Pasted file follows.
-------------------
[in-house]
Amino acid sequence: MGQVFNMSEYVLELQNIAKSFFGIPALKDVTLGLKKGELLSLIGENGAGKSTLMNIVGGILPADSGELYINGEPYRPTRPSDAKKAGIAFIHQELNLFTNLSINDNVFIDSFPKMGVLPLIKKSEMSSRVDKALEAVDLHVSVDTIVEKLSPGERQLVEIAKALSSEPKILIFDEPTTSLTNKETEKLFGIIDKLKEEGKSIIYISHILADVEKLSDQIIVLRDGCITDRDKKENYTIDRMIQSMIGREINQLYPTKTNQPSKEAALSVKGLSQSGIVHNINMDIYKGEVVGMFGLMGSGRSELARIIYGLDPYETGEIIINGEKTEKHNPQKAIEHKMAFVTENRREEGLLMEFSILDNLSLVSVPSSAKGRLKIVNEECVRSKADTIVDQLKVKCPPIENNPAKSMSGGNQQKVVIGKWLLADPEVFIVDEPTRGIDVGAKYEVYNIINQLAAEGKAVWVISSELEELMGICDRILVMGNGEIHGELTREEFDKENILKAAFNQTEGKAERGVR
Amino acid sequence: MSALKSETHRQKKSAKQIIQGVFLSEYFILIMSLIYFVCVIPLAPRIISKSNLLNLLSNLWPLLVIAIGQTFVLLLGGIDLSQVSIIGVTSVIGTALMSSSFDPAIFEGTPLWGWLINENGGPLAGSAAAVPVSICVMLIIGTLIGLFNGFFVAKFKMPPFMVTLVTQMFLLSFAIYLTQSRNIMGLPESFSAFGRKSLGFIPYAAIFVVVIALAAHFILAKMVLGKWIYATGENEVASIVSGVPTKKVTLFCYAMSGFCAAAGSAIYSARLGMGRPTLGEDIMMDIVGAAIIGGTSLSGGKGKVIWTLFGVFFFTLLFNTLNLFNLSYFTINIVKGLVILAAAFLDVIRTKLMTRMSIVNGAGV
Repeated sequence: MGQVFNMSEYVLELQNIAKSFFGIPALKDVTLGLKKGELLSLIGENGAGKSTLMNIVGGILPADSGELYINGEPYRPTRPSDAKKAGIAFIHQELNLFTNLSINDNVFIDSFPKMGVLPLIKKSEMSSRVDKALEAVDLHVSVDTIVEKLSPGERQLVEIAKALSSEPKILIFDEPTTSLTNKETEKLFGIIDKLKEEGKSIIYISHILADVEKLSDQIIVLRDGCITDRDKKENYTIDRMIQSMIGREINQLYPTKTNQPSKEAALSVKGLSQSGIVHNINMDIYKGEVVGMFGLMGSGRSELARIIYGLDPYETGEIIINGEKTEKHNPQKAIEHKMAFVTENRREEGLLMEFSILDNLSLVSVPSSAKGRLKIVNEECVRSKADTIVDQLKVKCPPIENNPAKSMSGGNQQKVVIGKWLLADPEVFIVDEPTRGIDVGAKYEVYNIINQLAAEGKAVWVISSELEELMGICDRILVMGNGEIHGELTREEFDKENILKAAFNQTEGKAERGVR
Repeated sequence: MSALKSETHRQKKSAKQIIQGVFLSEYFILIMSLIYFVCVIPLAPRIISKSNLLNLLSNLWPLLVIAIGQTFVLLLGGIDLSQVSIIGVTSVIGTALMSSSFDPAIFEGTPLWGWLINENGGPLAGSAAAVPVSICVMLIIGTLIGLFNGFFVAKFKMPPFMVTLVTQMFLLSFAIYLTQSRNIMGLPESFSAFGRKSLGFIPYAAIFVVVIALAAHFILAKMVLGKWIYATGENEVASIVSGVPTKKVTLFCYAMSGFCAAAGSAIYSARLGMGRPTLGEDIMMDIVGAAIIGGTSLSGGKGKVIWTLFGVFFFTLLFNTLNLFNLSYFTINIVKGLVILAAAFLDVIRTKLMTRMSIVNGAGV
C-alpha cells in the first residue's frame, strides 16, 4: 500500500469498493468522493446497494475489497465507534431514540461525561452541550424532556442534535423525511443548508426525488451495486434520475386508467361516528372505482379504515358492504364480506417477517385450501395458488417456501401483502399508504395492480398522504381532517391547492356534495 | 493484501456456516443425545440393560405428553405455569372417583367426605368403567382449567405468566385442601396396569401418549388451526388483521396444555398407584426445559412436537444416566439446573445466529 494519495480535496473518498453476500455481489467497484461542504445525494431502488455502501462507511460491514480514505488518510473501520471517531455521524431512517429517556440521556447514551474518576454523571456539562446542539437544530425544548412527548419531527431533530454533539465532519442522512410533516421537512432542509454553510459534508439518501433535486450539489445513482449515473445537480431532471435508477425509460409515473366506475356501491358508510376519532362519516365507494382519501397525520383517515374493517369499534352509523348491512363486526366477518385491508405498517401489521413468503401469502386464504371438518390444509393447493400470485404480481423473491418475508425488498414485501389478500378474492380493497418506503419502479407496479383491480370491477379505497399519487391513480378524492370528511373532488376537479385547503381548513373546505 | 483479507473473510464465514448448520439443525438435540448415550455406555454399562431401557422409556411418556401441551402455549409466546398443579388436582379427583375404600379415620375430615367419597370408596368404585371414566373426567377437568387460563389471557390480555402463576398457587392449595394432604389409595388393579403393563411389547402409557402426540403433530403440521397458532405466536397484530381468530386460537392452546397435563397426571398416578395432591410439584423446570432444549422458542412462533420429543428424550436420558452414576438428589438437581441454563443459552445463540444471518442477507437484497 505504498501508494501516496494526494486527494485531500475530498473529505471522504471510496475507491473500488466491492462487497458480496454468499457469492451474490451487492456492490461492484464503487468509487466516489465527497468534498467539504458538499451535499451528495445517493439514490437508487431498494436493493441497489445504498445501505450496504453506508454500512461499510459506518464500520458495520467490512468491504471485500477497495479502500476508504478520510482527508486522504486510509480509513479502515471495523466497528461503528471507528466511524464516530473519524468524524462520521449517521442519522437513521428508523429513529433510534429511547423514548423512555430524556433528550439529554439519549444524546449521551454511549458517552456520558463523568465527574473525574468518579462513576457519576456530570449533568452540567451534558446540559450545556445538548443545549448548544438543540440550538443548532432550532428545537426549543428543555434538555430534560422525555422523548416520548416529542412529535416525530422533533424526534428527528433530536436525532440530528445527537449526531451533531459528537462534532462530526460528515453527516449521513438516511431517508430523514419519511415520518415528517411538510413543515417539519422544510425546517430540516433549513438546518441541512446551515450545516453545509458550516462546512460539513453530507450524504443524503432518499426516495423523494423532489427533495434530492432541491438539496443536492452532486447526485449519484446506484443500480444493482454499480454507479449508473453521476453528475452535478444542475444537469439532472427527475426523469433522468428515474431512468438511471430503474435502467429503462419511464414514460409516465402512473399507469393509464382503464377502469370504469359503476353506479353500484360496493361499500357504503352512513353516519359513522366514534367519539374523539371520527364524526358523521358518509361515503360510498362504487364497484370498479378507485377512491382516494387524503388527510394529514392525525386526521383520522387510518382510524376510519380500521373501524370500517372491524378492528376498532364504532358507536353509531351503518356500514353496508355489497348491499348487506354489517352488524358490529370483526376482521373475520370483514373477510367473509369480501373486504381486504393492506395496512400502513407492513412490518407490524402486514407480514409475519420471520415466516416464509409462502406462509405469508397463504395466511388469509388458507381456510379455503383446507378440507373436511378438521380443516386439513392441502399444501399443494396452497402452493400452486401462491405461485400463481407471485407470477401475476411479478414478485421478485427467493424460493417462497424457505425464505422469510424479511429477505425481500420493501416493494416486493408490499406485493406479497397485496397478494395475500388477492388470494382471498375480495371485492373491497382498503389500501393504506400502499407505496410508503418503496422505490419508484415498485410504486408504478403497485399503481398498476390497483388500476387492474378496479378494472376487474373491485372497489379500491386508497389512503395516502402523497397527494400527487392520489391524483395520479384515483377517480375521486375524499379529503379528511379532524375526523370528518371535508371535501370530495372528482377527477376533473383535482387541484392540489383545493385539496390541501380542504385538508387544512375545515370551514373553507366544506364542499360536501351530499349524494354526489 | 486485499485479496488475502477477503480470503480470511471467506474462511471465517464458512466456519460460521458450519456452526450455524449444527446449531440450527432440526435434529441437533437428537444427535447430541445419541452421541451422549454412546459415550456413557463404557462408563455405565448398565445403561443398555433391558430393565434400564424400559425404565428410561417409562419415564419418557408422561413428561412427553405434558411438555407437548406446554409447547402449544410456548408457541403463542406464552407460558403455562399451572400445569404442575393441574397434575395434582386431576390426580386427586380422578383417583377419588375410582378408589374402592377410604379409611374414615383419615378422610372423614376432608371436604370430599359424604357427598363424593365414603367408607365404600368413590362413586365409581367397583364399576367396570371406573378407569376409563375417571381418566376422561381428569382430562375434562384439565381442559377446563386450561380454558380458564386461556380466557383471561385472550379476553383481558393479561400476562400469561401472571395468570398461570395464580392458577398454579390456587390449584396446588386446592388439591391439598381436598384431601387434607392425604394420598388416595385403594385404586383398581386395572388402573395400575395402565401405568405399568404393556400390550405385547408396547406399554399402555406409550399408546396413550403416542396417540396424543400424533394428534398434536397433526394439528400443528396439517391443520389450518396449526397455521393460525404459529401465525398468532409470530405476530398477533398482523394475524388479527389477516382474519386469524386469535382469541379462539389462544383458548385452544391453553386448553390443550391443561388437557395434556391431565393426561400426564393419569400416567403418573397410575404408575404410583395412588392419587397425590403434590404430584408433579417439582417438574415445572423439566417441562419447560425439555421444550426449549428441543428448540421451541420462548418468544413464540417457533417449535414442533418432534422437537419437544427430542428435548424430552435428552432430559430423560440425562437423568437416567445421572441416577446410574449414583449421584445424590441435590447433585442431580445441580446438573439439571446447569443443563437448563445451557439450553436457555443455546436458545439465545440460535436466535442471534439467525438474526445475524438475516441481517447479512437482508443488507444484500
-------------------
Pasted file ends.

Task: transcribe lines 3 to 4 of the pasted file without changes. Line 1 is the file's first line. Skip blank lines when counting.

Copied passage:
Amino acid sequence: MSALKSETHRQKKSAKQIIQGVFLSEYFILIMSLIYFVCVIPLAPRIISKSNLLNLLSNLWPLLVIAIGQTFVLLLGGIDLSQVSIIGVTSVIGTALMSSSFDPAIFEGTPLWGWLINENGGPLAGSAAAVPVSICVMLIIGTLIGLFNGFFVAKFKMPPFMVTLVTQMFLLSFAIYLTQSRNIMGLPESFSAFGRKSLGFIPYAAIFVVVIALAAHFILAKMVLGKWIYATGENEVASIVSGVPTKKVTLFCYAMSGFCAAAGSAIYSARLGMGRPTLGEDIMMDIVGAAIIGGTSLSGGKGKVIWTLFGVFFFTLLFNTLNLFNLSYFTINIVKGLVILAAAFLDVIRTKLMTRMSIVNGAGV
Repeated sequence: MGQVFNMSEYVLELQNIAKSFFGIPALKDVTLGLKKGELLSLIGENGAGKSTLMNIVGGILPADSGELYINGEPYRPTRPSDAKKAGIAFIHQELNLFTNLSINDNVFIDSFPKMGVLPLIKKSEMSSRVDKALEAVDLHVSVDTIVEKLSPGERQLVEIAKALSSEPKILIFDEPTTSLTNKETEKLFGIIDKLKEEGKSIIYISHILADVEKLSDQIIVLRDGCITDRDKKENYTIDRMIQSMIGREINQLYPTKTNQPSKEAALSVKGLSQSGIVHNINMDIYKGEVVGMFGLMGSGRSELARIIYGLDPYETGEIIINGEKTEKHNPQKAIEHKMAFVTENRREEGLLMEFSILDNLSLVSVPSSAKGRLKIVNEECVRSKADTIVDQLKVKCPPIENNPAKSMSGGNQQKVVIGKWLLADPEVFIVDEPTRGIDVGAKYEVYNIINQLAAEGKAVWVISSELEELMGICDRILVMGNGEIHGELTREEFDKENILKAAFNQTEGKAERGVR